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Photo by Natalie Montoya This bear was spotted on lower N. Kiowa Road

Bear Sightings Occurring More Frequently In Northern Taos County

Hibernation season is over and animals who were slumbering during the winter months are up, and they’re working hard to replace the 20 to 50 percent of body weight they lost during their hibernation.
Several bear sightings have been reported across the northern Taos County area, including North Kiowa Road, Eagle Rock Lake, and at Molycorp Field. While the bears have not been reported as aggressive, they have been observed to be hungry and are in search of food.

The New Mexico Department of Game and Fish has issued the following recommendations to keep you and your loved ones safe

  • Avoid outdoor activities such as running or hiking at or around dawn and dusk, when predators are most active.
  • Supervise children when they are outdoors and keep them close when hiking.
  • Eliminate hiding places for predators. Remove enough vegetation to detect large predators in your yard and make it difficult for them to hide or approach unseen.
  • Enclose open spaces below porches and decks.
  • Install outside lighting (preferably motion sensors). Illuminate walking areas.
  • Avoid planting non-native shrubs and plants. These can attract prey that predators may follow.
  • A leash will help protect your pet and usually is required by law. Pets are easy prey. Bring pets inside at night. If they must stay outside, confine them in a kennel with a secure roof.
  • Do not feed pets outside. Pet food can attract predators and prey.
  • Store all garbage securely. Most predators will not cause damage and will move on if abundant food cannot be found.

When a predator detects your presence, it usually will leave the area before you know it’s there. Attacks are rare, and each situation is different and will depend on the predator, the terrain and how the person reacts. Though steadfast rules often don’t apply, these suggestions will reduce the risk of attack:

  • If you see a predator that hasn’t seen you, remain calm and leave the area. Talk loudly as you move away to make your presence known.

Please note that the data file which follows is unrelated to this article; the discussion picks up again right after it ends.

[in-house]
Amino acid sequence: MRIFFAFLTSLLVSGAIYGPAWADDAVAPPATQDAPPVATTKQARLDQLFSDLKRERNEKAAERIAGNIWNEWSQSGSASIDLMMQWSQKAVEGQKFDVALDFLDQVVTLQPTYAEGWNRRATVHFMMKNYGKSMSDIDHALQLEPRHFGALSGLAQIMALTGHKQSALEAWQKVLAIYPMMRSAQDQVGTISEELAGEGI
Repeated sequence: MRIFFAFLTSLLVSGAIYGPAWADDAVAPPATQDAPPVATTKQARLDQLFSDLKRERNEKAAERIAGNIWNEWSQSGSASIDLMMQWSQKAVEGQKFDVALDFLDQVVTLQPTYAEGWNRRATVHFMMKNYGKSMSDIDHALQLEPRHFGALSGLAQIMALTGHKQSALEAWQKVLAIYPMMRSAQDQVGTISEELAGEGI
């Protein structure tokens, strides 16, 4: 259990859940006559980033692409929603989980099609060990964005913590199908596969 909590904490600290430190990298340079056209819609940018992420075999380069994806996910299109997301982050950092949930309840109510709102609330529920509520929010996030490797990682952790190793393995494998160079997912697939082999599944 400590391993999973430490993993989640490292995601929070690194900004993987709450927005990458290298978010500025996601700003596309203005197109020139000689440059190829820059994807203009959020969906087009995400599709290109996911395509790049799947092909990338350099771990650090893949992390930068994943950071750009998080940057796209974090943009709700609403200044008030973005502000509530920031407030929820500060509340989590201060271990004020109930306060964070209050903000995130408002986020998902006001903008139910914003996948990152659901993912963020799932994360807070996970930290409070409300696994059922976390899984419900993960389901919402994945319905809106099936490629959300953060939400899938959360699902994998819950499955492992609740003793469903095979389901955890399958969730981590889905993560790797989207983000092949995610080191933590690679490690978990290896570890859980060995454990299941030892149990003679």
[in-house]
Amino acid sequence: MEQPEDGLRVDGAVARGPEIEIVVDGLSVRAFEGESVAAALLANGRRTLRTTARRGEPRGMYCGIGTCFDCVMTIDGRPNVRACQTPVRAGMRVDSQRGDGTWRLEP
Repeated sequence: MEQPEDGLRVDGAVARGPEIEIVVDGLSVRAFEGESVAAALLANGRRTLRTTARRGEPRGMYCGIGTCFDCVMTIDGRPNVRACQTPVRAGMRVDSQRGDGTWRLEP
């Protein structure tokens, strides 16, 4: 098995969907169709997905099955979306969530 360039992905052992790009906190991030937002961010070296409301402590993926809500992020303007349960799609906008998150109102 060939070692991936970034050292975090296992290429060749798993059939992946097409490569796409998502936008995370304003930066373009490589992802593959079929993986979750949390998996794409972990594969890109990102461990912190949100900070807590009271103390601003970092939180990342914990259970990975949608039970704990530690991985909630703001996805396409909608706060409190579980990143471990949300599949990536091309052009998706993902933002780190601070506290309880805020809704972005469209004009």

• Stop and back away slowly while facing the predator if this can be done safely. Avoid direct eye contact. Do not run; this may stimulate the predator’s instinct to chase and attack. Allow the predator as much room as possible for it to leave.
  • Appear as large as possible. Raise your arms. If wearing a jacket, open it and raise it above your head. If with small children, pick them up to protect them and prevent panic and running.
  • Never approach a wild animal. Predators are unpredictable but will avoid confrontation unless forced.
  • Watch for young. Coming between a female and her young is dangerous. lf a predator’s young are nearby, move away while remaining alert for other young and adults in the area.
  • Convince the predator you are not prey. If a predator approaches or behaves aggressively, arm yourself with a large stick, throw rocks or sticks and speak loudly and firmly. Convince the predator that you are dominant and a danger to it.
  • Fight back if a predator attacks. Fight aggressively and use any weapon available, such as rocks and sticks, a backpack, hat or jacket or your bare hands if necessary.

To request assistance from a NM Game and Fish Conservation Officer during normal business hours, you can call 1-888-248-6866. If you need to reach out after hours, contact the New Mexico State Police Dispatch at (505) 841-9256.